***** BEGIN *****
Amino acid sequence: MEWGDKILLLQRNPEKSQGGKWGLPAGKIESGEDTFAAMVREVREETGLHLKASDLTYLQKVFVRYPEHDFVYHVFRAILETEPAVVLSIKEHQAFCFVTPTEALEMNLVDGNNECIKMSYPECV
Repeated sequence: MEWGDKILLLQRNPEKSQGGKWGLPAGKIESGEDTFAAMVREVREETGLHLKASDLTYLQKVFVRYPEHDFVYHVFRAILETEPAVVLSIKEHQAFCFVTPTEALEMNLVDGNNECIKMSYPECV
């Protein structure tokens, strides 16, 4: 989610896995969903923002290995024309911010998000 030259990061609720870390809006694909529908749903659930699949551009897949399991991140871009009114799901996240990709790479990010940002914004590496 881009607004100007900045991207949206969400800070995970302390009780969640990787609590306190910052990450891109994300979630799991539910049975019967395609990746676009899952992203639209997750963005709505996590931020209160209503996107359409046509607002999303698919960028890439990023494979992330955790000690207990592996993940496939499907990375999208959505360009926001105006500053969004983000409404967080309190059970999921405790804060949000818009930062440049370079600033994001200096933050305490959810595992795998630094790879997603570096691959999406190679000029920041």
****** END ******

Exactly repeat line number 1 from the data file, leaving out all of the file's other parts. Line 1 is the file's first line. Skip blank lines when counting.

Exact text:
Amino acid sequence: MEWGDKILLLQRNPEKSQGGKWGLPAGKIESGEDTFAAMVREVREETGLHLKASDLTYLQKVFVRYPEHDFVYHVFRAILETEPAVVLSIKEHQAFCFVTPTEALEMNLVDGNNECIKMSYPECV